Derek Dooley is convinced that if Street is given ample opportunity, he can have an ilike Williams. Street has seen plenty of practice reps this offseason with Dez working out his contract situation. Street definitely has a history of high production value when he was at Pitt. He actually holds the receptions record and beat out none other than Larry Fitzgerald for the honor. Last season, Street was just too lanky and needed to gain more bulk for the position. The coaches seem to be impressed with his growth and ability to pluck the ball out of the air with regularity. Street is going to have to carve a role out for himself in training camp, hopefully he can build on the added reps and create a rapport with Romo.

WR5/KR- Lucky Whitehead

When Dwayne Harris found more money in free agency, he left a huge hole in the return game for this team. Whitehead obviously sees a tremendous opportunity in front of him. Since coming to Dallas, he hasn't relinquished the stranglehold he's had on that roster spot. Where Harris relied on quickness and ability to break tackles, Whitehead is a pure-speed returner. He certainly has the pedigree for the position too. At Florida Atlantic, Whitehead average 24.6 yards per return and even broke a 73-yard score against Old Dominion. Harris unfortunately never was able to find much ability as a receiving threat, something Whitehead will try to do. Whitehead comes in with polished route-running skills and caught 76 passes for 706 yards and six touchdowns while in school. At 5'10, 163 lbs, Whitehead may need a little more muscle but the Cowboys have been pretty good at using smaller receivers. Lucky will get his opportunities in the preseason and camp to show everyone he means business.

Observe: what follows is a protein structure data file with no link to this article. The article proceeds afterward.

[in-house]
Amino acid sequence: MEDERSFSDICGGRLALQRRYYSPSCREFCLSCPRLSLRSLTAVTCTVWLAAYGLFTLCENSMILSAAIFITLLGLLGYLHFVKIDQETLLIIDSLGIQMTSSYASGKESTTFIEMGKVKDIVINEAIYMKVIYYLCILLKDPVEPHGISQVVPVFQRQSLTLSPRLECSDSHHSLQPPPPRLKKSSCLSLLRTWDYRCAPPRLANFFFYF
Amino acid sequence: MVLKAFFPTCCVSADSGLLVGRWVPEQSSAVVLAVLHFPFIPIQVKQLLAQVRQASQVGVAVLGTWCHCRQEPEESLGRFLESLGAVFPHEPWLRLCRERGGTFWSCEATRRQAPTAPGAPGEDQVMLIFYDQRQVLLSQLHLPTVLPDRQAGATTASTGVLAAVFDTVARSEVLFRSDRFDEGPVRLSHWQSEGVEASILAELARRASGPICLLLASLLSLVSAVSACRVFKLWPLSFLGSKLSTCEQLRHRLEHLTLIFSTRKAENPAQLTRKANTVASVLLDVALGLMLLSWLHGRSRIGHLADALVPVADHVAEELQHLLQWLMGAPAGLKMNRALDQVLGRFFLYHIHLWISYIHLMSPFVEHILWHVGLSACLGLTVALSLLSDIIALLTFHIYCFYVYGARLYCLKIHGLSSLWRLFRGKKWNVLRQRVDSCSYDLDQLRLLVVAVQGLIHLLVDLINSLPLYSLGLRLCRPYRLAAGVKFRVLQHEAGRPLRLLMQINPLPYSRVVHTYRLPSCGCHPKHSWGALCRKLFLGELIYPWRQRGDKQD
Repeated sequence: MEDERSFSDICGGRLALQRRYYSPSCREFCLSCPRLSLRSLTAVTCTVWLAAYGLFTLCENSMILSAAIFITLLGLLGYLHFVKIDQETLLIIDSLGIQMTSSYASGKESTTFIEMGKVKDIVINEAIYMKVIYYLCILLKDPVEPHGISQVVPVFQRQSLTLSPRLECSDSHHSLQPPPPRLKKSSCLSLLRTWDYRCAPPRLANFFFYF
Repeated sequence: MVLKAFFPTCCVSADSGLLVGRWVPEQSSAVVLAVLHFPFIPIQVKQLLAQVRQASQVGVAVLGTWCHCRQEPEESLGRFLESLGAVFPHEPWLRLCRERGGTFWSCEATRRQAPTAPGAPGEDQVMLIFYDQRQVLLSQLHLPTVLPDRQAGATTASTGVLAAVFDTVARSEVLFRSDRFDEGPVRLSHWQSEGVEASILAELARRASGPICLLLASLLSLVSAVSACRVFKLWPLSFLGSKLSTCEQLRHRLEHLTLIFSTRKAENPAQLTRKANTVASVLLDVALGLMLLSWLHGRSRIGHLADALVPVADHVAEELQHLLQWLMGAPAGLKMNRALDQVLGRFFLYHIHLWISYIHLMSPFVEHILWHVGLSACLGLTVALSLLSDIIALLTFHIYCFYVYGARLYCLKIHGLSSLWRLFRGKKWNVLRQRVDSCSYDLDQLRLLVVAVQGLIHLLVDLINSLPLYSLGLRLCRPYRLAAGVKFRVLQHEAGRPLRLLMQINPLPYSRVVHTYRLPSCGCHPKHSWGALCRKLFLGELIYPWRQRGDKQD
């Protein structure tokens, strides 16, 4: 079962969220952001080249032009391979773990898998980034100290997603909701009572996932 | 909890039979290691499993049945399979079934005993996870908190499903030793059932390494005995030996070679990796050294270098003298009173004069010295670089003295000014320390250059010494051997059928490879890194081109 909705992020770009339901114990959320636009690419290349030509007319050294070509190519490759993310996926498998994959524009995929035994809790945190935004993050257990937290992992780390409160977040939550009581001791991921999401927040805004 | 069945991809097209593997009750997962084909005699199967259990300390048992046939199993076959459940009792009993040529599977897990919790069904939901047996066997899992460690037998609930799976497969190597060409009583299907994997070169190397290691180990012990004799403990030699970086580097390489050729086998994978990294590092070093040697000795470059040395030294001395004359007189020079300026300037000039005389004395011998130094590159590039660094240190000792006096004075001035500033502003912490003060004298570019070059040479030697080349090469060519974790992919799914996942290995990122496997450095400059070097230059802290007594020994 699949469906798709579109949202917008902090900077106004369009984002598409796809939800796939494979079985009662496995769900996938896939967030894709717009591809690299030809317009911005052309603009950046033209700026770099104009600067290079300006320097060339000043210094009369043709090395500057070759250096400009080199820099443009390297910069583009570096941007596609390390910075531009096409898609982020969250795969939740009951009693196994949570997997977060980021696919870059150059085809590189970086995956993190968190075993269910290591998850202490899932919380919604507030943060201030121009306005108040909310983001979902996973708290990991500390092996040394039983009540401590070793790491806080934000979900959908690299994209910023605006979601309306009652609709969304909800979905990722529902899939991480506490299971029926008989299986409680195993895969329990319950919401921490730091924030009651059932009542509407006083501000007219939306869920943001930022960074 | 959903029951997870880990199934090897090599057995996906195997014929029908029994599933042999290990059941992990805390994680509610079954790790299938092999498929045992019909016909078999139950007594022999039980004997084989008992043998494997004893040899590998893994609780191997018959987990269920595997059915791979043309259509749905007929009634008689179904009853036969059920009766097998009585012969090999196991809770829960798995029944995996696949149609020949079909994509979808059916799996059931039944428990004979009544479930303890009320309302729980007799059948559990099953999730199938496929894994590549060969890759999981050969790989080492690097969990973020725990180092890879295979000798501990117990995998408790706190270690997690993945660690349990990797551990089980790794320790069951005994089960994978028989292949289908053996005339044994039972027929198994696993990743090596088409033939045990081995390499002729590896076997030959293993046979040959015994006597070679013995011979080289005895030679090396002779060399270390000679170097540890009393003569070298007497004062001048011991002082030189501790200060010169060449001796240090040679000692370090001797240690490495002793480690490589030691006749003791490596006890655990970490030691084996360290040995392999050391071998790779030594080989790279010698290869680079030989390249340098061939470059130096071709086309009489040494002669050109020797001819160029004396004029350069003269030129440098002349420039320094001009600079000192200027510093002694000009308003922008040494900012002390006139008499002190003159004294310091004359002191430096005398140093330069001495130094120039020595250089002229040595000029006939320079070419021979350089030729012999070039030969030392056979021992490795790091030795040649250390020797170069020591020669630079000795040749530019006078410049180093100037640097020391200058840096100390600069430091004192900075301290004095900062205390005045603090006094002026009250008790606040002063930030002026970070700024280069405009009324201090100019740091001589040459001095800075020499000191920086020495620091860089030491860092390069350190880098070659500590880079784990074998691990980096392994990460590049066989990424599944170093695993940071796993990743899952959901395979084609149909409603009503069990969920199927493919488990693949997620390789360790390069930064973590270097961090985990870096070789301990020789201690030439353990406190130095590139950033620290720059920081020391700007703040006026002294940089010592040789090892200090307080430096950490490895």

WR6- A.J. Jenkins

The clock is ticking on the former 30th overall pick. After never finding his way in either San Francisco or Kansas City, he barely has 200 reception yards in his career and has only caught 17 passes. There really isn't much you can say about him really. Jenkins worked out for the Cowboys in May and they apparently liked what they saw. With a good coaching staff, Jenkins will get every opportunity to succeed. However, the Cowboys only kept five receivers last year as they tend to go long in the linemen department. If Jenkins is to finally find his groove, it better be quickly in camp or he may not get another opportunity.

My take: I would say that you can argue either way here, but I will go out on a limb and say yes they have improved somewhat, if Street does show improvement, and Whitehead can handle the returns. After not taking a receiver in the draft, the Cowboys worked steadfast to replace Harris' ability in the return game. Antwan Goodley, George Farmer, and others will get some opportunities in camp, but Whitehead is far ahead of them. Whitehead is a better receiver than Dwayne Harris too, so the Cowboys will thus have more opportunities for packages and things with Whitehead. At the same time, Harris was a solid blocker in the receiving and running game. If Whitehead can develop in that area at all, it would be even better for this team. I also can see a few receivers making the practice squad off this list. Jenkins has the most to prove and likely the toughest path to do so. Williams has made strides in this offseason with Street looking to find more time on the field. All in all, there is some improvement here.